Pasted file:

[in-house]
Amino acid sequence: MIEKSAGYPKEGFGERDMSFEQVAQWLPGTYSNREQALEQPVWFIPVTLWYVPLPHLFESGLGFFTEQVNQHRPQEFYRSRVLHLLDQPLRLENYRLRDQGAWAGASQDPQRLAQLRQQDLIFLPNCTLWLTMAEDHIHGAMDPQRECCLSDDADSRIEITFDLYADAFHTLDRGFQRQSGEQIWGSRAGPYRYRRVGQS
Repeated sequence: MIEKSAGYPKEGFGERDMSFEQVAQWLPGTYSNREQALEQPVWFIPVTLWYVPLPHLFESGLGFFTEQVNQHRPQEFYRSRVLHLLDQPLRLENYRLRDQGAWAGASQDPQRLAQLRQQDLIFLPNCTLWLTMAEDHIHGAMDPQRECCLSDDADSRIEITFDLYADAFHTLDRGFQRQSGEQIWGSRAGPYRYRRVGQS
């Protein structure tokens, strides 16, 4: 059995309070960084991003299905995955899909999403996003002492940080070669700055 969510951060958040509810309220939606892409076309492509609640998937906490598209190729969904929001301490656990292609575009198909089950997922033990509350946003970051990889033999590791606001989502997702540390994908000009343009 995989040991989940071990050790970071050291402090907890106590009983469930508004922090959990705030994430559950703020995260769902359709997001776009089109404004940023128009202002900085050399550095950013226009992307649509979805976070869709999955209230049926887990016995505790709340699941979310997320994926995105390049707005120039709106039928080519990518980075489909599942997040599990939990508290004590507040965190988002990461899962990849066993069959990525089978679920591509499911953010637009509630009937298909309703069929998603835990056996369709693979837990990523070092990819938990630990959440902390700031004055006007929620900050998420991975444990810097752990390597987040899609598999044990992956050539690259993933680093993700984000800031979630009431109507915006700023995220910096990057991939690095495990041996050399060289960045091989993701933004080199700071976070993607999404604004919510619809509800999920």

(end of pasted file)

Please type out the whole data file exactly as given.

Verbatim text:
[in-house]
Amino acid sequence: MIEKSAGYPKEGFGERDMSFEQVAQWLPGTYSNREQALEQPVWFIPVTLWYVPLPHLFESGLGFFTEQVNQHRPQEFYRSRVLHLLDQPLRLENYRLRDQGAWAGASQDPQRLAQLRQQDLIFLPNCTLWLTMAEDHIHGAMDPQRECCLSDDADSRIEITFDLYADAFHTLDRGFQRQSGEQIWGSRAGPYRYRRVGQS
Repeated sequence: MIEKSAGYPKEGFGERDMSFEQVAQWLPGTYSNREQALEQPVWFIPVTLWYVPLPHLFESGLGFFTEQVNQHRPQEFYRSRVLHLLDQPLRLENYRLRDQGAWAGASQDPQRLAQLRQQDLIFLPNCTLWLTMAEDHIHGAMDPQRECCLSDDADSRIEITFDLYADAFHTLDRGFQRQSGEQIWGSRAGPYRYRRVGQS
């Protein structure tokens, strides 16, 4: 059995309070960084991003299905995955899909999403996003002492940080070669700055 969510951060958040509810309220939606892409076309492509609640998937906490598209190729969904929001301490656990292609575009198909089950997922033990509350946003970051990889033999590791606001989502997702540390994908000009343009 995989040991989940071990050790970071050291402090907890106590009983469930508004922090959990705030994430559950703020995260769902359709997001776009089109404004940023128009202002900085050399550095950013226009992307649509979805976070869709999955209230049926887990016995505790709340699941979310997320994926995105390049707005120039709106039928080519990518980075489909599942997040599990939990508290004590507040965190988002990461899962990849066993069959990525089978679920591509499911953010637009509630009937298909309703069929998603835990056996369709693979837990990523070092990819938990630990959440902390700031004055006007929620900050998420991975444990810097752990390597987040899609598999044990992956050539690259993933680093993700984000800031979630009431109507915006700023995220910096990057991939690095495990041996050399060289960045091989993701933004080199700071976070993607999404604004919510619809509800999920």